Pre-Production Phase
   -Pre-Production
   -Pre-Production: Materials Selection
Pre-Production
Anti-fashion a design that avoids temporary, fashionable styles.
Anti-obsolescence a design that is easily repaired, maintained and upgraded so it is not made obsolete with changes in technology or taste
Dematerialization the process of converting products into services. A good example of dematerialization through timeshare of a product is a local community sharing a car 'pool' in which all individuals have the opportunity to use/hire a car when needed rather than own a car that stands idle for a large part of its life. Other examples include digital cameras where silver halide film is replaced by CCD chips, dematerializing part of the consumables cycle. Designing products used in the context of a dematerialized service may place unusual constraints on the design such as concentration on maintenance and longevity of parts.
Open access design design that allows other designers to see how software, hardware and other electronic products are coded and constructed.
Product take-back a system under which manufacturers agree to take back a product when it has reached the end of its useful life so that components and/or materials can be reused or recycled (see also Producer responsibility). <<< This can fundamentally change the essence of the design and engage the designer in examining design for assembly (DfA), disassembly (DfD) and remanufacture.
Reusable product a product that can be reused at the end of its initial lifespan for an identical, similar or new use.
Universal design the application of widely accepted practices, components, fixtures, meterials and technologies suitable for a wide range of end-uses.
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Pre-production: Materials selection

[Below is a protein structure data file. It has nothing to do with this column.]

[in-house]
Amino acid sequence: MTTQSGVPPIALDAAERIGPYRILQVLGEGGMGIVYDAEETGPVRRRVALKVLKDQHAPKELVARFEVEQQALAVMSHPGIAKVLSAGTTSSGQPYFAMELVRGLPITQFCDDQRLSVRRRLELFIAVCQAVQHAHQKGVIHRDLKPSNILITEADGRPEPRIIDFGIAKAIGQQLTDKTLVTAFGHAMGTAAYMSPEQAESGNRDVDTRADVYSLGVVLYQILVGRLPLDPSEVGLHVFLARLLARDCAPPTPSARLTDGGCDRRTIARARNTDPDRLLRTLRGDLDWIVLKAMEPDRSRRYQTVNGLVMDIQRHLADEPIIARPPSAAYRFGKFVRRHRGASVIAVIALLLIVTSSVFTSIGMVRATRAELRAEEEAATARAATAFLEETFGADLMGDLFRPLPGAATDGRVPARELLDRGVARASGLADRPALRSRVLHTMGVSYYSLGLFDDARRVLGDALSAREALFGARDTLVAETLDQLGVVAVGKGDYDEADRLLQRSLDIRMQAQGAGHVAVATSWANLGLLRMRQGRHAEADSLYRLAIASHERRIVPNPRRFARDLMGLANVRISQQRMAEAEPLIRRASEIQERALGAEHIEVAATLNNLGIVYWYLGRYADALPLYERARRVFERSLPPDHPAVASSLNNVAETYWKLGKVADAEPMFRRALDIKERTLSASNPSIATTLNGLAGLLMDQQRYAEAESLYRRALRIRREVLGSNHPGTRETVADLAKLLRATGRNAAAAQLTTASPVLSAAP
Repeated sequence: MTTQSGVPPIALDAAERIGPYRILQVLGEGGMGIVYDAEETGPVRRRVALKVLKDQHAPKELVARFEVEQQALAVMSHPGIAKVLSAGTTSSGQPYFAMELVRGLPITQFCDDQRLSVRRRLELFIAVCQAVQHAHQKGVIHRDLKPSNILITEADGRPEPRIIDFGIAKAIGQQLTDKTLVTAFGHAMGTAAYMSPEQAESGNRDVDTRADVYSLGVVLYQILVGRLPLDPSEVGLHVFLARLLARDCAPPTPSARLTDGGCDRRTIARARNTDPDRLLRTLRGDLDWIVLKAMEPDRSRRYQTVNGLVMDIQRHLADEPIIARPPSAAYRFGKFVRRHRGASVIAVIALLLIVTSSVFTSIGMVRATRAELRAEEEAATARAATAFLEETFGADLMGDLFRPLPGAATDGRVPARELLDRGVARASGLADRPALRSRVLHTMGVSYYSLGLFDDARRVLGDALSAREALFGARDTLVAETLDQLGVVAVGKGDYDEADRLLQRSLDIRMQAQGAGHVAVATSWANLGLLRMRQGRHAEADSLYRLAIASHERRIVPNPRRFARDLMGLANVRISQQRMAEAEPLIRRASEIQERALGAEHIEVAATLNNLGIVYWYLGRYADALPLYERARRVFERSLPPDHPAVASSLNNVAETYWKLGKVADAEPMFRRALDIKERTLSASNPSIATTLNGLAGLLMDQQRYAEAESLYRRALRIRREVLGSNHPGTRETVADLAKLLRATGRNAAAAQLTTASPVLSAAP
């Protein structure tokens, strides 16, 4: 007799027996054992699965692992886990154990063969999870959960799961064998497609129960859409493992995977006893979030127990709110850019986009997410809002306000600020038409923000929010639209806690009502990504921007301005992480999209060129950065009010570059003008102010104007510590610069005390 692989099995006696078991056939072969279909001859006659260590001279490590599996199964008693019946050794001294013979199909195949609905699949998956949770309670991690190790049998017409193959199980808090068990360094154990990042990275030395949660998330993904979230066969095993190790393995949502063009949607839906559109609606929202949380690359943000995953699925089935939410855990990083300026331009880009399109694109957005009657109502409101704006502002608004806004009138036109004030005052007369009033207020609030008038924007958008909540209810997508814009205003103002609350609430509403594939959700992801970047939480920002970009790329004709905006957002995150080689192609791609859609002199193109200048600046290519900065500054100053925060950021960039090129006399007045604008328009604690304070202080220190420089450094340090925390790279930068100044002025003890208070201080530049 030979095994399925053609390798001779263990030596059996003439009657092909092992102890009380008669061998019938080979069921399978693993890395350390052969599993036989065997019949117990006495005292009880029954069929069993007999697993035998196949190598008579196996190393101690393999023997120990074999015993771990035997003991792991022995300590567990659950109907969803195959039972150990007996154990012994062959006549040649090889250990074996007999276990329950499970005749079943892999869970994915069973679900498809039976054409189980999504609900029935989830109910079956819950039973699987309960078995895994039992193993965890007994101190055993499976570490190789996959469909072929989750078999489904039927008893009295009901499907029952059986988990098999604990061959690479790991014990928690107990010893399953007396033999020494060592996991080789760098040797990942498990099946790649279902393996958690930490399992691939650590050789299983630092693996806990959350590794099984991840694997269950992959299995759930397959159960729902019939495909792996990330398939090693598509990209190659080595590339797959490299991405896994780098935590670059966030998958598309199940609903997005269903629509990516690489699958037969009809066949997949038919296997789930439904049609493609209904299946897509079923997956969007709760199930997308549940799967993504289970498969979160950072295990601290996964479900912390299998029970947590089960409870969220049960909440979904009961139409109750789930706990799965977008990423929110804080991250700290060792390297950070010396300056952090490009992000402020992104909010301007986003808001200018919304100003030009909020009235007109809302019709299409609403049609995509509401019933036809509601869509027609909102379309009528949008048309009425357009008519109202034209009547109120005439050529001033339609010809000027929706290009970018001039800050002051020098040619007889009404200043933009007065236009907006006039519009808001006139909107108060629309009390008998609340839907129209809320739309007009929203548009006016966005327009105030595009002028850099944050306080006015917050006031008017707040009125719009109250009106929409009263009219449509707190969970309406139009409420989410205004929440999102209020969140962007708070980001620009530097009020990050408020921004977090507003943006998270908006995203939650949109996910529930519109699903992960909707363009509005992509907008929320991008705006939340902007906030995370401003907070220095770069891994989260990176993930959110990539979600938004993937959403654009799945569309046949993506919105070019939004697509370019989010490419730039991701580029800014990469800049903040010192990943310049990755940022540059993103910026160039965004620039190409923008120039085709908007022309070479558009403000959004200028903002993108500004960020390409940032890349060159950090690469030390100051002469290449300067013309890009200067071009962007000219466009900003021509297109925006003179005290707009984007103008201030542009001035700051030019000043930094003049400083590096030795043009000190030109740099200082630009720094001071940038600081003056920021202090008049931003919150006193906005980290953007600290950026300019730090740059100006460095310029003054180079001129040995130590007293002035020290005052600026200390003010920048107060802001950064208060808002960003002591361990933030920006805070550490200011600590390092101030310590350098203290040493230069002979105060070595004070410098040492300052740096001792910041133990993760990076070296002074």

Abundant materials from the lithosphere/geosphere inorganic materials, such as stone, clay, minerals and metals form the earth's crust.
Biodegradable decomposed by the action of microbes such as bacteria and fungi.
Biopolymers plastics made from plants. Biopolymers can be composted and returned to nature.
Certified sources materials that are independently certified as originating from sustainably managed resources, from recycled materials or conforming to a national or international eco-label.
Compostable can be decomposed by microbes such as bacteria and fungi to release nutrients and organic matter.
Durable/extremely durable tough, strong materials that do not break or wear and survive the life of the product or well beyond.
Lightweight meterials with a high strenth-to-weight ratio.
Locally sourced materials are those in close proximity to the point of manufacturing or production.
Non-toxic/Non-hazardous not likely to cause loss of life or ill health to man and/or degradation of living ecosystems.
Reclaimed materials saved for reuse on demolition of the build environment.
Recyclable components components of products that can be used in a new product.
Recyclate material that ha been made into a new material comprising wholly or partially recycled materials. An alternative term is 'recycled feedstock'.
Recycled materials that have been processed (such as cleaned, graded, shredded, blended), then remanufactured
Recycled content materials that include some recycled and some virgin content. If a material has 100 per cent-recycled content, it is a recycled material.
Renewable a material that can be extracted from resources which absorb energy from the sun to synthesize or create matter. These resources include primary producers, such as plants and bacteria, and secondary producers, such as fish and mammals.
Single or mono-materials consist of pure materials rather than mixtures. This facilitates recycling.
Stewardship sourcing materials from certified sources and supply chain management.
Supply-chain management (green procurement) is the process of specifying that the good/materials of suppliers meet minimum environmental standards. The specification may be that the goods will come from certified sources (e.g. the Forest Stewardship Council, national or international eco-labels), carry recognized accreditation (e.g. ISO 14001, EMAS) or meet trade association standards (e.g. National Association of Paper Manufacturers' recycled-paper logo in the UK).
Sustainable/from sustainable sources materials that originate from managed resources which are forecast to last for a very long time and/or are renewable resources (see above).
Waste materials materials fabricated from production (factory) or consumer waste.
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